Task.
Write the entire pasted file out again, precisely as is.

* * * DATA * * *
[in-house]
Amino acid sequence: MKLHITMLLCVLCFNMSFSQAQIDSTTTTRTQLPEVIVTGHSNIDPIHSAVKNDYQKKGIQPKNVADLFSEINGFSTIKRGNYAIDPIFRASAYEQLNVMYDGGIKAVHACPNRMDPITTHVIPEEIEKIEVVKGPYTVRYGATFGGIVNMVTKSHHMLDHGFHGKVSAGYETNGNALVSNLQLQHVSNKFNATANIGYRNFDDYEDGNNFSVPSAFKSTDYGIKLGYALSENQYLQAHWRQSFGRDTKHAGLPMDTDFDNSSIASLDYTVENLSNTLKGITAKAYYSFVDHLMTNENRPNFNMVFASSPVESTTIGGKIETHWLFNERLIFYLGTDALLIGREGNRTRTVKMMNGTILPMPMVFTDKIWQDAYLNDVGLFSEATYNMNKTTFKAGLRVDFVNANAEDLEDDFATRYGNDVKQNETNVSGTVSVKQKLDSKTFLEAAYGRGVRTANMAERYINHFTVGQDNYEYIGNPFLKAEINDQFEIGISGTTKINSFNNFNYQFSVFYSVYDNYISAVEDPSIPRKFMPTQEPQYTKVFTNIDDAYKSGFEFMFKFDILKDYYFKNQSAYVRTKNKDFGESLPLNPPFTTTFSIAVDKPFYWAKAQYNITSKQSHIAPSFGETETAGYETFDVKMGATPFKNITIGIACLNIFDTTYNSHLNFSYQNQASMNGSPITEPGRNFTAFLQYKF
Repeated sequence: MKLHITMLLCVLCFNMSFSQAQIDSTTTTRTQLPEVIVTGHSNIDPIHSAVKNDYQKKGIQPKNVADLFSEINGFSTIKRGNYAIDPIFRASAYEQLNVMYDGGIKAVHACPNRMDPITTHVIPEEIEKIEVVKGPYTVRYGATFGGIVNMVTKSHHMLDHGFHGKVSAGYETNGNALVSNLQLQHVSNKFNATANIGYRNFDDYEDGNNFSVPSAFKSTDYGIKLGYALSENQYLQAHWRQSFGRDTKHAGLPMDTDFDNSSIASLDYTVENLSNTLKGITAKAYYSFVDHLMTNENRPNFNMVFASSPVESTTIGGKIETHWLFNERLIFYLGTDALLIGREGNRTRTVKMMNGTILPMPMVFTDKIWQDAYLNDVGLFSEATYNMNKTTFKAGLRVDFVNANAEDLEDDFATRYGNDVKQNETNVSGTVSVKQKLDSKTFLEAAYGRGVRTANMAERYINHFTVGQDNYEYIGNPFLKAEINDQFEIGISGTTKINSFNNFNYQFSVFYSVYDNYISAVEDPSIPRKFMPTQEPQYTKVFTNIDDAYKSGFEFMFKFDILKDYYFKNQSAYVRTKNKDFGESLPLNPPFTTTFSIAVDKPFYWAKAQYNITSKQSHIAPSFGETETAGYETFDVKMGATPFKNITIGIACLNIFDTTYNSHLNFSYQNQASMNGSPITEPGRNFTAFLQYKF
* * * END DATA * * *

[in-house]
Amino acid sequence: MKLHITMLLCVLCFNMSFSQAQIDSTTTTRTQLPEVIVTGHSNIDPIHSAVKNDYQKKGIQPKNVADLFSEINGFSTIKRGNYAIDPIFRASAYEQLNVMYDGGIKAVHACPNRMDPITTHVIPEEIEKIEVVKGPYTVRYGATFGGIVNMVTKSHHMLDHGFHGKVSAGYETNGNALVSNLQLQHVSNKFNATANIGYRNFDDYEDGNNFSVPSAFKSTDYGIKLGYALSENQYLQAHWRQSFGRDTKHAGLPMDTDFDNSSIASLDYTVENLSNTLKGITAKAYYSFVDHLMTNENRPNFNMVFASSPVESTTIGGKIETHWLFNERLIFYLGTDALLIGREGNRTRTVKMMNGTILPMPMVFTDKIWQDAYLNDVGLFSEATYNMNKTTFKAGLRVDFVNANAEDLEDDFATRYGNDVKQNETNVSGTVSVKQKLDSKTFLEAAYGRGVRTANMAERYINHFTVGQDNYEYIGNPFLKAEINDQFEIGISGTTKINSFNNFNYQFSVFYSVYDNYISAVEDPSIPRKFMPTQEPQYTKVFTNIDDAYKSGFEFMFKFDILKDYYFKNQSAYVRTKNKDFGESLPLNPPFTTTFSIAVDKPFYWAKAQYNITSKQSHIAPSFGETETAGYETFDVKMGATPFKNITIGIACLNIFDTTYNSHLNFSYQNQASMNGSPITEPGRNFTAFLQYKF
Repeated sequence: MKLHITMLLCVLCFNMSFSQAQIDSTTTTRTQLPEVIVTGHSNIDPIHSAVKNDYQKKGIQPKNVADLFSEINGFSTIKRGNYAIDPIFRASAYEQLNVMYDGGIKAVHACPNRMDPITTHVIPEEIEKIEVVKGPYTVRYGATFGGIVNMVTKSHHMLDHGFHGKVSAGYETNGNALVSNLQLQHVSNKFNATANIGYRNFDDYEDGNNFSVPSAFKSTDYGIKLGYALSENQYLQAHWRQSFGRDTKHAGLPMDTDFDNSSIASLDYTVENLSNTLKGITAKAYYSFVDHLMTNENRPNFNMVFASSPVESTTIGGKIETHWLFNERLIFYLGTDALLIGREGNRTRTVKMMNGTILPMPMVFTDKIWQDAYLNDVGLFSEATYNMNKTTFKAGLRVDFVNANAEDLEDDFATRYGNDVKQNETNVSGTVSVKQKLDSKTFLEAAYGRGVRTANMAERYINHFTVGQDNYEYIGNPFLKAEINDQFEIGISGTTKINSFNNFNYQFSVFYSVYDNYISAVEDPSIPRKFMPTQEPQYTKVFTNIDDAYKSGFEFMFKFDILKDYYFKNQSAYVRTKNKDFGESLPLNPPFTTTFSIAVDKPFYWAKAQYNITSKQSHIAPSFGETETAGYETFDVKMGATPFKNITIGIACLNIFDTTYNSHLNFSYQNQASMNGSPITEPGRNFTAFLQYKF